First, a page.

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Your 2024 Dance Bookshelf: The Boy From Kyiv

The Boy From Kyiv | By Marina Harss
Farrar, Straus & Giroux
www.fsgbooks.com

Ukrainian choreographer Alexei Ratmansky was a talented dance student at the Bolshoi School in Moscow in 1986, hoping to become a member of the Bolshoi Company. But it was not to be, and instead, he was forced to return to Ukraine on the eve of his graduation. Fast-forward to 2005 when the Bolshoi Ballet wanted Ratmansky to remake the company with contemporary works and reimagine its classical ballets. Dance journalist Marina Harss chronicles his remarkable career as a dance rebel with a cause in her biography, ‘The Boy From Kyiv.’

Alexei was born in 1968 when Ukraine was still part of Russia’s Soviet regime, to Ratmansky’s parents, Osip and Valentenya. His father had a background in gymnastics, and his mother in the performing arts. They encouraged Alexei and his sister to pursue their interests, and Alexei wanted to be a dancer.

His parents brought him to an audition at the Bolshoi School, which they considered the best pre-professional school. His parents thought he might not be able to adjust to the rigors of the school, but in fact, he was thriving in his new life and set his goal on becoming a full-fledged company member.

By 15, he was putting together student shows, training harder, and working with the most demanding teachers, most notably working his way up to the unsparingly stringent ballet master Pyotr Pestov. But Ratmansky became disillusioned by the propagandist messaging in the limited repertory and especially how it was limiting to his strengths and artistry as a lyrical dancer. The Russian danseur was required to have a sculpted physique and bravura persona. Alexei knew there was more to dance than what they were offering him.

Meanwhile, while on tour with the Bolshoi for international student competitions, he absorbed as much as he could about Western dance and had the chance to see the work of Jiri Kylian, Twyla Tharp, and even George Balanchine, whose ballets had been erased from the Russian school syllabus.

Alexei was in his last year at the Bolshoi in 1986, but he could no longer easily travel back and forth to Kyiv over growing political tensions. When the Chernobyl nuclear accident occurred only 70 miles from Kyiv that same year, it further complicated matters. Ratmansky never graduated from the Bolshoi school because of these overlapping events. After the collapse of the USSR, Ukraine declared its independence from Russia in 1991.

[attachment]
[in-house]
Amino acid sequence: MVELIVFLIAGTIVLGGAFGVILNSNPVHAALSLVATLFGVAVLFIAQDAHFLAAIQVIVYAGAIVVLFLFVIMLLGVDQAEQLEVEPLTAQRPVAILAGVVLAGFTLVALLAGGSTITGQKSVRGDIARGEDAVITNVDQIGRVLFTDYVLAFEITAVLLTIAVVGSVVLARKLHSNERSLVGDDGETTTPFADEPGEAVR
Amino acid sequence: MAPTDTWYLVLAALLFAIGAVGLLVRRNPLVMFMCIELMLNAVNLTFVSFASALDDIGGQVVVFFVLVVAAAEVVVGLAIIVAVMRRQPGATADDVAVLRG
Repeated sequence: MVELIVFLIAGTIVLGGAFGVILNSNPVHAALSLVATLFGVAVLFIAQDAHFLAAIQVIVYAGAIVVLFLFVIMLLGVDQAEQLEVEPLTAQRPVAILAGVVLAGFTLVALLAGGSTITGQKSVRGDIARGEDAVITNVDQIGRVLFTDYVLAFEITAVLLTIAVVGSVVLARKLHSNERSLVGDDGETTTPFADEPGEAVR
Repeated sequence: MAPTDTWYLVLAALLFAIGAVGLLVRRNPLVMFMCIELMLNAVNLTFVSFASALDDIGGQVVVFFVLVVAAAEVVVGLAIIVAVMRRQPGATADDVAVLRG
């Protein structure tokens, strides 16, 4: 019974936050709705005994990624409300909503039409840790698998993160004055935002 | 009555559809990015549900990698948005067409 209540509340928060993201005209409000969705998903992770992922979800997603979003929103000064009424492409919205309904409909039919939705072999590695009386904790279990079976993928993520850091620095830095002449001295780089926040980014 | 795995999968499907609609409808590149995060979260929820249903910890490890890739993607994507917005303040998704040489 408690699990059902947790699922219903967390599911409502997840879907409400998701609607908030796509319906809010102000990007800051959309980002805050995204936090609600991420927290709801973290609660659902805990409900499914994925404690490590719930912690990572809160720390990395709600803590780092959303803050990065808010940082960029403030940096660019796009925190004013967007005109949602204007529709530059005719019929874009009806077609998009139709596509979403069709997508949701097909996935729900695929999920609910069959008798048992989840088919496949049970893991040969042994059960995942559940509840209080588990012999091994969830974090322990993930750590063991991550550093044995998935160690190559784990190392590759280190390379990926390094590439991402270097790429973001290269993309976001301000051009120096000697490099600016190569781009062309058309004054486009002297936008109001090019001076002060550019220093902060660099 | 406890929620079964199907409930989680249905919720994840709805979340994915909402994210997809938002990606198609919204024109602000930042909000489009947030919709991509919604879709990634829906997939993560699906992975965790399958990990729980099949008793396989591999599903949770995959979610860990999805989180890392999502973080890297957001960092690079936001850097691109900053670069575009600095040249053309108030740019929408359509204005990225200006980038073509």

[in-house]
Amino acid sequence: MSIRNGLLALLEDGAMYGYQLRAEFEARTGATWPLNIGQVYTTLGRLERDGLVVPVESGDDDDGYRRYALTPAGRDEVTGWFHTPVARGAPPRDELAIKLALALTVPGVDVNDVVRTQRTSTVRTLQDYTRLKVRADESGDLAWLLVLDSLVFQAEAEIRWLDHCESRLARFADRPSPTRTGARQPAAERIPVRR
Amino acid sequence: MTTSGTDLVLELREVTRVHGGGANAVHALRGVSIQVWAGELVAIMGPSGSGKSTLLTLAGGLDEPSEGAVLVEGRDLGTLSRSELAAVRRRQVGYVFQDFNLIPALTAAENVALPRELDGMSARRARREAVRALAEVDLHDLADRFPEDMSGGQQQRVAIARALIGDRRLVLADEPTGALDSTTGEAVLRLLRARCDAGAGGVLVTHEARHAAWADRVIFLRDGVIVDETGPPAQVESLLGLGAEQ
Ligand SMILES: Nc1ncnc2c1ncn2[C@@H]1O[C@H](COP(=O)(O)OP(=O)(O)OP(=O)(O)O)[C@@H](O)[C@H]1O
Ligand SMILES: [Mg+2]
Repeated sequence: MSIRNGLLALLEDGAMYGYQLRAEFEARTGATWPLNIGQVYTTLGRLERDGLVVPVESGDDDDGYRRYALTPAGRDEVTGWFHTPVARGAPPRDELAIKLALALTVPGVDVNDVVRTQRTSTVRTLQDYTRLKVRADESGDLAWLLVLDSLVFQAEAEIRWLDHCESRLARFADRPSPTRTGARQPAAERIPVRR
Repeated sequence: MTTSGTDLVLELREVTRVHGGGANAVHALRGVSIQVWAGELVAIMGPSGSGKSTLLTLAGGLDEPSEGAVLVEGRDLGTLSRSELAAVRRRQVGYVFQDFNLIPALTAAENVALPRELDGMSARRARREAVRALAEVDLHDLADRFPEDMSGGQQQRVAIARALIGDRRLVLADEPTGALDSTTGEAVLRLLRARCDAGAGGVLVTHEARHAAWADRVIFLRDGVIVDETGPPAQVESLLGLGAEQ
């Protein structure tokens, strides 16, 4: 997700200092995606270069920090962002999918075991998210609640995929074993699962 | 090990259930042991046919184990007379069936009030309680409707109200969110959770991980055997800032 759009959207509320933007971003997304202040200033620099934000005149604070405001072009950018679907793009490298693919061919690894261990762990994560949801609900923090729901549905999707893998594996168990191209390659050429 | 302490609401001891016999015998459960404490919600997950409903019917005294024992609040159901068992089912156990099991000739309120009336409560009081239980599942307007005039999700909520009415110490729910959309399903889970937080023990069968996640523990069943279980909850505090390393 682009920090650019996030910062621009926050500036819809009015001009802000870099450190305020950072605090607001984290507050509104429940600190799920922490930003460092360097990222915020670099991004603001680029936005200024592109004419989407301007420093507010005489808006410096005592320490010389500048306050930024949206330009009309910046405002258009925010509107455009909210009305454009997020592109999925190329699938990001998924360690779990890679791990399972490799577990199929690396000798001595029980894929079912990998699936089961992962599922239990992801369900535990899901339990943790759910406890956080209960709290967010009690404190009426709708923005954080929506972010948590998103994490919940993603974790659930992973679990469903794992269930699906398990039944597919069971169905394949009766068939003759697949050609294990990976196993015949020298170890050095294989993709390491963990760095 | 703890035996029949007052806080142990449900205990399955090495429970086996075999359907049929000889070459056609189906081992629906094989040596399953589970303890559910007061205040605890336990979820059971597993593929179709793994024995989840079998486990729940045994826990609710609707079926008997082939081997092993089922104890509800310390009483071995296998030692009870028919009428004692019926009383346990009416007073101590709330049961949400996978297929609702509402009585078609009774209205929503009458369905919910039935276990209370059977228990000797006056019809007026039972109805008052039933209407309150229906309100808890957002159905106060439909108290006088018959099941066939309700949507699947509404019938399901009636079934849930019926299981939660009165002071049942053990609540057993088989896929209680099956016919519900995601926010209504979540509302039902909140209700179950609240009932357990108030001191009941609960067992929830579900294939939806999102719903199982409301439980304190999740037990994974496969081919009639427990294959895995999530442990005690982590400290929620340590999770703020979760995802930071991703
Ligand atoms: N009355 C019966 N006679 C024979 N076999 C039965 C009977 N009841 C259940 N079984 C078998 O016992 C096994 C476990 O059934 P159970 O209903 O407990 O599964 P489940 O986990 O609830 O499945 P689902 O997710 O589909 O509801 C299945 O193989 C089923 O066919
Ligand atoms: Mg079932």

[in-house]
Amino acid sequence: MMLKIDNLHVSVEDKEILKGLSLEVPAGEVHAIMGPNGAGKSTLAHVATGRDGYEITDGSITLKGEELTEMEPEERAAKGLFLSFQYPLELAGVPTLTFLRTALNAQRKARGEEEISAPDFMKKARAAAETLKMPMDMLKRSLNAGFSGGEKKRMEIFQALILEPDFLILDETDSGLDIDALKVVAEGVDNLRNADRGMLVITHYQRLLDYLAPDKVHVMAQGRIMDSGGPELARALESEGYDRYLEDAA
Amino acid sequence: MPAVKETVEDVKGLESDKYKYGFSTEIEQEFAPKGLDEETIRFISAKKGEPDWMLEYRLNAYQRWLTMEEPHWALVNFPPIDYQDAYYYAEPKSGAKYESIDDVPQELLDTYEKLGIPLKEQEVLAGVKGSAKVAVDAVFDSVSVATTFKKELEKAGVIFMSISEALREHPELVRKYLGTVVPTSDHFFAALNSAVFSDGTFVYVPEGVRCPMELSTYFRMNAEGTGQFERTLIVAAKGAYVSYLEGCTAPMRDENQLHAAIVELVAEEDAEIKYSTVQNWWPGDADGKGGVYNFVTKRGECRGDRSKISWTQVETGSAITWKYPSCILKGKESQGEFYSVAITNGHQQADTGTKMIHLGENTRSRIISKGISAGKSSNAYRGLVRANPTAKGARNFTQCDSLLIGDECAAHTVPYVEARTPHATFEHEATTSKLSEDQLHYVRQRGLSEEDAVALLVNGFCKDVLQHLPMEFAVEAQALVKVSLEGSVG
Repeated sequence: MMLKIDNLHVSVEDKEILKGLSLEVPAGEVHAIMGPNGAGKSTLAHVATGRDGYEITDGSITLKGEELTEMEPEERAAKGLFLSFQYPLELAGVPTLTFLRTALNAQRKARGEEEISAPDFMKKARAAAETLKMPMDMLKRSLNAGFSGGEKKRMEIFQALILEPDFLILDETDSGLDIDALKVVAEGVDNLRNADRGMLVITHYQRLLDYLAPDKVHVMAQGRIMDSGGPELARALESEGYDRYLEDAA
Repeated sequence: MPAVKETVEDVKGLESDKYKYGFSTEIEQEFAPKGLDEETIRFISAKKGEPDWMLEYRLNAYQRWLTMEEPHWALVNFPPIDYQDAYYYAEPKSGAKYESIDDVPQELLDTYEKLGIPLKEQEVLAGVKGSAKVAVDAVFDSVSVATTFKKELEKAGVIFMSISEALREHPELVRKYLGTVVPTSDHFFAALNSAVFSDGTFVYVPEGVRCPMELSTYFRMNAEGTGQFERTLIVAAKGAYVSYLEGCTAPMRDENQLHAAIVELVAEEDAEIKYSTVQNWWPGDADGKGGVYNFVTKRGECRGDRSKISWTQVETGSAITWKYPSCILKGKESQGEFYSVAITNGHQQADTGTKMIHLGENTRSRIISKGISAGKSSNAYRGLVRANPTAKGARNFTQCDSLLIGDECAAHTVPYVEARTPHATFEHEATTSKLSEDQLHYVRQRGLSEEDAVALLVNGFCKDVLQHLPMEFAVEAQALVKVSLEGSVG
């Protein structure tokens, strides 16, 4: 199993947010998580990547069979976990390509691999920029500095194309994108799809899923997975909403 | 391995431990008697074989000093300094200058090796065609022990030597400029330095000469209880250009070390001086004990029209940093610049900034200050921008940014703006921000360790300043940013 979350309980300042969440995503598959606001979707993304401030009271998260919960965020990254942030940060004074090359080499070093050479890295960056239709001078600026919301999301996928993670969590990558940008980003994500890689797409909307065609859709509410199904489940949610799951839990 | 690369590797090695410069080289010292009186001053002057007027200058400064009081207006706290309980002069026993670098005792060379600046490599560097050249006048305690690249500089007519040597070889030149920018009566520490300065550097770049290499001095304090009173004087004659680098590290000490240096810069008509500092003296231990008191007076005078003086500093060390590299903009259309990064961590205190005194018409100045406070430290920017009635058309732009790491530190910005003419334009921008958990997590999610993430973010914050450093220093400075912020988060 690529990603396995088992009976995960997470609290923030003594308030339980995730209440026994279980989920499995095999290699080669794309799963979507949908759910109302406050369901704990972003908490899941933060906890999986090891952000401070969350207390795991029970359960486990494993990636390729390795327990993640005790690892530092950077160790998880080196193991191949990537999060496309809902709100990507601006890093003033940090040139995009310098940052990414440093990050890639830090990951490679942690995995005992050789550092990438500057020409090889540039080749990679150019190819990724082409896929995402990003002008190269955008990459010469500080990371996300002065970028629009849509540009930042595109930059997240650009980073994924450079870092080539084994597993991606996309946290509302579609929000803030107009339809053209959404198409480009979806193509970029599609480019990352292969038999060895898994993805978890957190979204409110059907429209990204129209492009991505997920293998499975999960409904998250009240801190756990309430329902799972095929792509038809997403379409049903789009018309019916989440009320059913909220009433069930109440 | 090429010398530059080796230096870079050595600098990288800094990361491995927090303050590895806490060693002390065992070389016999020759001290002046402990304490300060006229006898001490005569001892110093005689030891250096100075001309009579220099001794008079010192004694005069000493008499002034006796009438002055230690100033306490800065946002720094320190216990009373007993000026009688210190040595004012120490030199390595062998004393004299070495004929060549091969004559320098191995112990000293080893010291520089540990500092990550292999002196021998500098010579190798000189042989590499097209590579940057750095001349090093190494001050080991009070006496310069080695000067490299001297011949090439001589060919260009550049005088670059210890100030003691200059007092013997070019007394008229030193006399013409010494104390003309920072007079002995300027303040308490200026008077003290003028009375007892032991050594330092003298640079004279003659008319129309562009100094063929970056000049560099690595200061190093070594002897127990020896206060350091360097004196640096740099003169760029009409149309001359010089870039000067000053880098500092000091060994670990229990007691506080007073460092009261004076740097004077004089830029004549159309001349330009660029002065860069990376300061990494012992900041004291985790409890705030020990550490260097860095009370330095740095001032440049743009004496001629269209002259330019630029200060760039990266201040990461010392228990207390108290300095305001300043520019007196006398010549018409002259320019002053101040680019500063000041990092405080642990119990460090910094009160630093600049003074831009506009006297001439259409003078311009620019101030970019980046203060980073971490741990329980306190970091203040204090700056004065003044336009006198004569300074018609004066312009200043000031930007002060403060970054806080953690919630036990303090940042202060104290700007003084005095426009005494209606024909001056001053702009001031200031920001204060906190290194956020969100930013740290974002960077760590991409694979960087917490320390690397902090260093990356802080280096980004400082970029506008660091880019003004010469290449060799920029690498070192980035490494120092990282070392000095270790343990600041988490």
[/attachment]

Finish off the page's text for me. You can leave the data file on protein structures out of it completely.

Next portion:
Harss reporting on this challenging era and the impacts on the lives of the performing arts in both countries is essential documentation of vital dance history. And throughout the book, Harss documents a lot of Russian and Ukrainian ballet history and the suffocating effects it had on dancers, who just wanted a chance to grow artistically and control their careers.

Ratmansky returned to Kyiv and joined the National Ballet of Ukraine, and by his second year, artistic director Viktor Litvinov made him a principal dancer. With that company, he danced classical roles that he would have never performed at the Bolshoi, including Albrecht in Giselle, James in La Sylphide, The Spectre de la Rose, and Alain in La Fille mal Gardee.

In Ukraine, he was also getting noticed as a freelance choreographer who could create works for different companies on a moment’s notice. He won first prize at a European choreographic competition convened in Ukraine and was looking to expand his choreographic range. When he attended class with Canada’s Winnipeg Royal Ballet, artistic director John Meehan noticed his stellar technique right away, and he was invited to join the company, and he accepted. He was also in love with Tatiana Kilivniuk, a fellow Ukrainian dancer, and they were making their own future plans.

Alexei was initially thrown by the company’s classical technique, and as conflicted as he was about his Bolshoi training, he struggled with the company’s liberated ballet style. But Meehan said Ratmansky was open to corrections and even gave him tips on elongating his torso and leg line. He was often paired with American dancer Laura Graham, whom Ratmansky credits for improving his partnering skills.

At this company, Ratmansky marveled at the relaxed, creative environment that Meehan established and was particularly impressed at how connected this director was to every dancer, whatever their rank, artistically and personally—an approach that Ratmansky aspired to when he became a director-choreographer over the course of his career.

Tatiana also joined the Winnipeg Ballet as a corps dancer, but when they decided to get married, they returned to Kyiv for the wedding. Upon arrival, Alexei found out that the venerated Serge Lifar choreographic competition was happening the day after their wedding. In no time, Ratmansky staged a comic ballet, ranked the highest in the contest, and then was commissioned to present a whole program of his choreographies.